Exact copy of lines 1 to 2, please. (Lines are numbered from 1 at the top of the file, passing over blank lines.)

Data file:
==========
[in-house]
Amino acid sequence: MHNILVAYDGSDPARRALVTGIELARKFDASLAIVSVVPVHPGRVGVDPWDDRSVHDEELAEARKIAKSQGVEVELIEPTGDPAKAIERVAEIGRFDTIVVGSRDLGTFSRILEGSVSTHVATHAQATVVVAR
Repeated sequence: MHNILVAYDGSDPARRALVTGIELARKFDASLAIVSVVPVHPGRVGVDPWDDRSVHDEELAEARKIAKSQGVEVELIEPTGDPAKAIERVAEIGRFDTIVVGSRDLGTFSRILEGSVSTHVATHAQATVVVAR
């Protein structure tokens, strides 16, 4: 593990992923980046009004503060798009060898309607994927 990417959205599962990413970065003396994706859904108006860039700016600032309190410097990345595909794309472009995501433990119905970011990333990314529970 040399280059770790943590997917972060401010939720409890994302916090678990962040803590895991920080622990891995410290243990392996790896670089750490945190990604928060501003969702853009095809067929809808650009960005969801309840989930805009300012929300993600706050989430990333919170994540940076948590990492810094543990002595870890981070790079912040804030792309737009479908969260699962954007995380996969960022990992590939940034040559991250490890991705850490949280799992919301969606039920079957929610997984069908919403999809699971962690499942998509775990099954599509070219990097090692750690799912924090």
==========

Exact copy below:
[in-house]
Amino acid sequence: MHNILVAYDGSDPARRALVTGIELARKFDASLAIVSVVPVHPGRVGVDPWDDRSVHDEELAEARKIAKSQGVEVELIEPTGDPAKAIERVAEIGRFDTIVVGSRDLGTFSRILEGSVSTHVATHAQATVVVAR